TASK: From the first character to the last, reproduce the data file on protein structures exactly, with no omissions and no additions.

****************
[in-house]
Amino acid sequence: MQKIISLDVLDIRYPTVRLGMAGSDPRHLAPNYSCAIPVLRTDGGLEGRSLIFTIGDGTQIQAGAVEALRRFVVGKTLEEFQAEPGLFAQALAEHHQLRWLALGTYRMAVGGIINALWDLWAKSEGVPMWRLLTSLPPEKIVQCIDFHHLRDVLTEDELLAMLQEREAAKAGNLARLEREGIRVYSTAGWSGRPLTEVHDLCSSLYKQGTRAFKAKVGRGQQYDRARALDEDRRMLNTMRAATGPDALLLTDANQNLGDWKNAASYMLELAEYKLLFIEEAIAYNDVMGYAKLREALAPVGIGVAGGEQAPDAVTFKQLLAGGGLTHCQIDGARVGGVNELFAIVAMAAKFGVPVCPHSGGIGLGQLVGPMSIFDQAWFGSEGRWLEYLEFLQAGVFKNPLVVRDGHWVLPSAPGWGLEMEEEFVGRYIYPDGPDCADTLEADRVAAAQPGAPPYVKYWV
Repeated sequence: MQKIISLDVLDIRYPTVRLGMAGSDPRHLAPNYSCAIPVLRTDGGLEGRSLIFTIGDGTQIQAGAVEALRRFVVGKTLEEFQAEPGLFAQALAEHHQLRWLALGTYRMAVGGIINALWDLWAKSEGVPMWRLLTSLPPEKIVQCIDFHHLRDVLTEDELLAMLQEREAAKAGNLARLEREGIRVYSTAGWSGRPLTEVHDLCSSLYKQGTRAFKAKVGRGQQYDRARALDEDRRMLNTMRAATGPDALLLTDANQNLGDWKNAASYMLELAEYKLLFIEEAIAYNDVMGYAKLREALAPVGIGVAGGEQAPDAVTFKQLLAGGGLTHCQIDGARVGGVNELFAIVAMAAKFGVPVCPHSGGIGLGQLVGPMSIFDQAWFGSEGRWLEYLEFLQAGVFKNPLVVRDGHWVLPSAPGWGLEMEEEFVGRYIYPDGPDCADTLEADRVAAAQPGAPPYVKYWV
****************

[in-house]
Amino acid sequence: MQKIISLDVLDIRYPTVRLGMAGSDPRHLAPNYSCAIPVLRTDGGLEGRSLIFTIGDGTQIQAGAVEALRRFVVGKTLEEFQAEPGLFAQALAEHHQLRWLALGTYRMAVGGIINALWDLWAKSEGVPMWRLLTSLPPEKIVQCIDFHHLRDVLTEDELLAMLQEREAAKAGNLARLEREGIRVYSTAGWSGRPLTEVHDLCSSLYKQGTRAFKAKVGRGQQYDRARALDEDRRMLNTMRAATGPDALLLTDANQNLGDWKNAASYMLELAEYKLLFIEEAIAYNDVMGYAKLREALAPVGIGVAGGEQAPDAVTFKQLLAGGGLTHCQIDGARVGGVNELFAIVAMAAKFGVPVCPHSGGIGLGQLVGPMSIFDQAWFGSEGRWLEYLEFLQAGVFKNPLVVRDGHWVLPSAPGWGLEMEEEFVGRYIYPDGPDCADTLEADRVAAAQPGAPPYVKYWV
Repeated sequence: MQKIISLDVLDIRYPTVRLGMAGSDPRHLAPNYSCAIPVLRTDGGLEGRSLIFTIGDGTQIQAGAVEALRRFVVGKTLEEFQAEPGLFAQALAEHHQLRWLALGTYRMAVGGIINALWDLWAKSEGVPMWRLLTSLPPEKIVQCIDFHHLRDVLTEDELLAMLQEREAAKAGNLARLEREGIRVYSTAGWSGRPLTEVHDLCSSLYKQGTRAFKAKVGRGQQYDRARALDEDRRMLNTMRAATGPDALLLTDANQNLGDWKNAASYMLELAEYKLLFIEEAIAYNDVMGYAKLREALAPVGIGVAGGEQAPDAVTFKQLLAGGGLTHCQIDGARVGGVNELFAIVAMAAKFGVPVCPHSGGIGLGQLVGPMSIFDQAWFGSEGRWLEYLEFLQAGVFKNPLVVRDGHWVLPSAPGWGLEMEEEFVGRYIYPDGPDCADTLEADRVAAAQPGAPPYVKYWV